Do you remember the last time you moved?
You had more stuff than you thought. That’s at least been the case for me.
I’m moving to my new place in April, and the whole process feels overwhelming.
You see, I’ve kept most of my stuff at my parents’ house, because I’ve lived abroad for many years.
I knew I wanted to declutter my childhood home, but I had no idea where to begin or how to do it.
I came across this fantastic book called The Life-Changing Magic of Tidying Up by Japanese cleaning consultant Marie Kondo.
Her advice is simple, and I’m all about simple this year.
If you need help decluttering your home, look no further than the KonMari Method.
The KonMari Method to decluttering your home
The KonMari Method is simple and to the point. Her most important rule is to:
Tackle categories, not rooms.
This is a major shift in perspective. Most of us try to declutter a space, which can be a frustrating experience. Instead, you tackle categories in a certain order.
Here’s the decluttering process according to the KonMari Method:
- Sentimental items
Do yourself a favour: stick to this order. It’s smart, simple, and it works.
I would know. I have worked my way through it.
You start by putting all your clothes on the floor.
Next, you pick up a piece of clothing, feel the fabric, and ask yourself:
Does this give me joy?
If the answer is yes, you keep it. If it’s a no, you toss it out.
This process takes a bit of getting used to, but you’ll be surprised by how effective it is. Don’t overthink it. Just listen to your inital response. It’ll feel right.
(Marie Kondo warns against applying a rational approach to the decluttering process. Why? Because your brain can always come up with a reason for keeping it. Your first emotional response serves as a much better guide.)
The point with this exercise is to see how much clothes you actually have. The results are often revealing. I only use 20-25% of all my clothes!
Sorting through my books was a whole other challenge.
I love books.
I write articles like Are You a Life Enthusiast? These Are 15 Books You Need to Read and 10 Meaningful Books You’ll Want to Read Before You Die for fun.
I looked at all my books on the floor, when suddenly it struck me: some of these books no longer gave me joy. They had, in the past, offered me comfort, entertainment, and excitment.
These books had already fulfilled their purpose. It was time for me to give them to someone else.
I thanked the books while I put them in the bags. I donated more than 200 books to the public library, and it felt great.
(The librarian was very happy, too.)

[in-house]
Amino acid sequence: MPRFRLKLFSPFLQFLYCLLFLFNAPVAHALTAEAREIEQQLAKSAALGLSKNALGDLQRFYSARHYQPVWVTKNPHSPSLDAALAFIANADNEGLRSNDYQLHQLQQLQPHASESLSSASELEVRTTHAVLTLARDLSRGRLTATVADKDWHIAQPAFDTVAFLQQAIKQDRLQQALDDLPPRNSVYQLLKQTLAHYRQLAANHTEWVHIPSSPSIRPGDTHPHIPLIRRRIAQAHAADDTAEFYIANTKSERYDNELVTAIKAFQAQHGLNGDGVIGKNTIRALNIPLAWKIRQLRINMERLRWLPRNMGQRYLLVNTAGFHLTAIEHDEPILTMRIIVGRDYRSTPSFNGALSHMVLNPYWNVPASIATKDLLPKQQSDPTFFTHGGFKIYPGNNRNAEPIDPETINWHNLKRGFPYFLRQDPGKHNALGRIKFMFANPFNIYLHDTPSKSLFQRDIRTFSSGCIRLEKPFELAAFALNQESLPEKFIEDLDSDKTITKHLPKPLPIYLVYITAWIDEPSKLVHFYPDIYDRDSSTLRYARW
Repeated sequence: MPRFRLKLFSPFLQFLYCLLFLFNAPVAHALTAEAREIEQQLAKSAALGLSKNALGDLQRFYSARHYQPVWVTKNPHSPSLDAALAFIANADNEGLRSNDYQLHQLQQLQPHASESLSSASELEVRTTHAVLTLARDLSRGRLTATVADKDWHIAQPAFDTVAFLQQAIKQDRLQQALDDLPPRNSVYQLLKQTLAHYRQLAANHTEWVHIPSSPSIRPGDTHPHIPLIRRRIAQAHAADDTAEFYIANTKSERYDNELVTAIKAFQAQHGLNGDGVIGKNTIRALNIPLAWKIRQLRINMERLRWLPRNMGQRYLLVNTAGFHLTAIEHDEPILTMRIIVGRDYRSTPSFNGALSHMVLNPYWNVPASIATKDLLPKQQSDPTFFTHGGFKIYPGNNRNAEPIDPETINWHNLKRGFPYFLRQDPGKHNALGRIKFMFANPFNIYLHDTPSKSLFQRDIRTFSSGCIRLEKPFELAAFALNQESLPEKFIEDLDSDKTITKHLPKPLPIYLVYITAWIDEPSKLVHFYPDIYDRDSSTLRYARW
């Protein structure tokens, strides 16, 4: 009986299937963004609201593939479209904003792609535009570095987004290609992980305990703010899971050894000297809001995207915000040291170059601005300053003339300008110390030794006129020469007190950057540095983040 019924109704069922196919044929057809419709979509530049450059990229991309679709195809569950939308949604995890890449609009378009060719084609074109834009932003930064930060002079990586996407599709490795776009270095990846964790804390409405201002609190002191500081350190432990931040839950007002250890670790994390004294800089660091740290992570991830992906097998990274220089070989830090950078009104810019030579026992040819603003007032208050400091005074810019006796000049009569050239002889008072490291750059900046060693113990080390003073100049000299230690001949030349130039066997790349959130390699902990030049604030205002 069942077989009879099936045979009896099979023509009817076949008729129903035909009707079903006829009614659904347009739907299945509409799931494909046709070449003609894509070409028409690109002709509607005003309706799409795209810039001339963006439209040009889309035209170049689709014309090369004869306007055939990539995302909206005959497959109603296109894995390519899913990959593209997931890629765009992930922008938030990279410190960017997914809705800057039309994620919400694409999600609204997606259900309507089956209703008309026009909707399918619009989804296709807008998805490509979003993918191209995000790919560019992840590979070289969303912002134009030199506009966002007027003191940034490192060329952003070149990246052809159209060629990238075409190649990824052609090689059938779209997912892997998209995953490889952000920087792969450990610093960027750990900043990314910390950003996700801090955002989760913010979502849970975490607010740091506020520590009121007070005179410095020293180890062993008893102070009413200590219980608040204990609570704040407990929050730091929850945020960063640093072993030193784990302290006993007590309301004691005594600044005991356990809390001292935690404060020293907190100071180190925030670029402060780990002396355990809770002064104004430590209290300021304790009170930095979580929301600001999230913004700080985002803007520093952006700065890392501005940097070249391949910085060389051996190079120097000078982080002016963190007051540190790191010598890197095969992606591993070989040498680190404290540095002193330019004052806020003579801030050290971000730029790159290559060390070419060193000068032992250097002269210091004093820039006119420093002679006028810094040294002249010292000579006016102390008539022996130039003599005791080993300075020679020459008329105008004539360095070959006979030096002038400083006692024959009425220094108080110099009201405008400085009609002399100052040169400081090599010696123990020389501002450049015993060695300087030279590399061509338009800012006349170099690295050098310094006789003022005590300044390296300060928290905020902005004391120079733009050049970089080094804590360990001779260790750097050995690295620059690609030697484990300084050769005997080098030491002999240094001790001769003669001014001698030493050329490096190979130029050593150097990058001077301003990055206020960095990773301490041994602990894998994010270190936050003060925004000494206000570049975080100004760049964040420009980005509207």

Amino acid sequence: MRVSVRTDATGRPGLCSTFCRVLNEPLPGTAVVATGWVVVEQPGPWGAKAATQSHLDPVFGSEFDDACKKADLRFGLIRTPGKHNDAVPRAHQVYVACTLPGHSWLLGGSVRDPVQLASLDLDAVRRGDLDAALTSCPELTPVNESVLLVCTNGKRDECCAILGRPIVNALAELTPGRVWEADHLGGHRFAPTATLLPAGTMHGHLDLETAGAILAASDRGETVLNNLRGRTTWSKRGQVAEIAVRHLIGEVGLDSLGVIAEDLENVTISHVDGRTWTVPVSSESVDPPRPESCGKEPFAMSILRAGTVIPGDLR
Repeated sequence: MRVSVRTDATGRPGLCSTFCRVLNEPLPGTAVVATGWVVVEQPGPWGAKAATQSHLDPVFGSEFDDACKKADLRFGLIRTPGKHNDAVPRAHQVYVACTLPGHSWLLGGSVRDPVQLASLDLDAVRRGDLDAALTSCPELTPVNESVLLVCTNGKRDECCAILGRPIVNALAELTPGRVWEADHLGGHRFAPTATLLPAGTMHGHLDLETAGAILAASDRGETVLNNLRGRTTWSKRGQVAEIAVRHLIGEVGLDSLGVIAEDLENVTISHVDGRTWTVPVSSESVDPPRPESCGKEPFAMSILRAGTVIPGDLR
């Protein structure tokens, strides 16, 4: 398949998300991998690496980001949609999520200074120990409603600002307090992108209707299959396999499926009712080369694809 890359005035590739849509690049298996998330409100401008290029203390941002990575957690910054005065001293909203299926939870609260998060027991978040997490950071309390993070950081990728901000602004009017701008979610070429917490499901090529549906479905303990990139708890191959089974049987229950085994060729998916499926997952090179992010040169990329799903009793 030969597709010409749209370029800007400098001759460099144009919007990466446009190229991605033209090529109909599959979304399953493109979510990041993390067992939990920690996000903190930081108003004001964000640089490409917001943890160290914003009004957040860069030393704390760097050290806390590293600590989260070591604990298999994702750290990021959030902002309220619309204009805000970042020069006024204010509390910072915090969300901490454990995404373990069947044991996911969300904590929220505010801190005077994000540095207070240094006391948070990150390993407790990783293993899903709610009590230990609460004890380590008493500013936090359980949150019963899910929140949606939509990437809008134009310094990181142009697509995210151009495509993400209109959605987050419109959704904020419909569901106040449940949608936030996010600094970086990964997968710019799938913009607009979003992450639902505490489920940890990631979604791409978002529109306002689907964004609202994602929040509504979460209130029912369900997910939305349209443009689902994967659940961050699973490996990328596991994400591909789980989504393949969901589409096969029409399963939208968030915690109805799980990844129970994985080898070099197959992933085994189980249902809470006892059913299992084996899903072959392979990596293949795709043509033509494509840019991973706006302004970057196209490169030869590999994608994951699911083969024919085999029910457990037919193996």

I have a love-hate relationship to paper.
I think better by putting pen to paper, so I have a lot of notes lying around the house. If I’d be a superhero, it’d be Mr. Papernote Man.
Marie Kondo’s rule for handling paper is simple. You toss them out, unless you need to:
- take an action, or
- keep them for reference.
I now have one binder with all my important documents. I decided to get rid of all my school notes.
No, Olle, you won’t look at your 5th grade notes of irregular English verbs.
Kondo says that tidying up is about having a dialogue with yourself. It wasn’t until I was going through all my papers that I understood what she meant.
Paper weighs you down. I filled three bags. Not kidding.
Konomo is a Japanese term for miscellenous stuff.
Chords, external hard drives, batteries, coins, buttons, and all the other “stuff” you keep in a drawer fall into this category.
It’s like going on a treasure hunt. You have no idea what you’re going to find.
A lot is garbage, but some things turn out to be valuable. Like a new (never used!) wallet for example.
5. Sentimental items
There’s a reason why you save the most sentimental items for last. They’re the hardest to sort through.
By this time, you’ve built up your “decluttering muscle”. You immediately feel if you want to keep something or not.
After having done this process, I had organised three photo albums, collected my most precious DVDs and videos, and put all my journals in one place.
Now, that makes me happy.
Declutter your home and feel great
What items give you joy? Do you respect your belongings? Why are you keeping things that weigh you down?
I hope you try out the KonMari Method to decluttering your home. Borrow the book from the library, and let it guide you through the process.
When you’re done, you’ll only have things that give you joy. Isn’t that how it’s supposed to be?
Share your thoughts with us in the comments!